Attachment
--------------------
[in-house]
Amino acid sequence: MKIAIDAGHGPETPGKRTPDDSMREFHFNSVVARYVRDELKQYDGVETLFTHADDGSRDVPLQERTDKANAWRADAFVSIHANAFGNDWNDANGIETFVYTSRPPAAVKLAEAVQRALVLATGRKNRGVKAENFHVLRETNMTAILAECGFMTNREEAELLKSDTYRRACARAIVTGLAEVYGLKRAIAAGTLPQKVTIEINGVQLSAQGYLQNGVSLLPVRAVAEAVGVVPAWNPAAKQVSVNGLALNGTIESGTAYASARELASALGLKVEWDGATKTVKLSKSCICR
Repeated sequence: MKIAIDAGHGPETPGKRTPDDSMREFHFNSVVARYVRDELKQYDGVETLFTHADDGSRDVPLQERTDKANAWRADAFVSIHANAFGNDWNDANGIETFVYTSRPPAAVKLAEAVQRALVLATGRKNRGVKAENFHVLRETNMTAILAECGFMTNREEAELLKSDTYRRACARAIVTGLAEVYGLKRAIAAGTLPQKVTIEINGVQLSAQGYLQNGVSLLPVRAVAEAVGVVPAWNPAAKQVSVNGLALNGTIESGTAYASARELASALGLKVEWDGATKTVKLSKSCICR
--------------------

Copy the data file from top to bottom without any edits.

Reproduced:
[in-house]
Amino acid sequence: MKIAIDAGHGPETPGKRTPDDSMREFHFNSVVARYVRDELKQYDGVETLFTHADDGSRDVPLQERTDKANAWRADAFVSIHANAFGNDWNDANGIETFVYTSRPPAAVKLAEAVQRALVLATGRKNRGVKAENFHVLRETNMTAILAECGFMTNREEAELLKSDTYRRACARAIVTGLAEVYGLKRAIAAGTLPQKVTIEINGVQLSAQGYLQNGVSLLPVRAVAEAVGVVPAWNPAAKQVSVNGLALNGTIESGTAYASARELASALGLKVEWDGATKTVKLSKSCICR
Repeated sequence: MKIAIDAGHGPETPGKRTPDDSMREFHFNSVVARYVRDELKQYDGVETLFTHADDGSRDVPLQERTDKANAWRADAFVSIHANAFGNDWNDANGIETFVYTSRPPAAVKLAEAVQRALVLATGRKNRGVKAENFHVLRETNMTAILAECGFMTNREEAELLKSDTYRRACARAIVTGLAEVYGLKRAIAAGTLPQKVTIEINGVQLSAQGYLQNGVSLLPVRAVAEAVGVVPAWNPAAKQVSVNGLALNGTIESGTAYASARELASALGLKVEWDGATKTVKLSKSCICR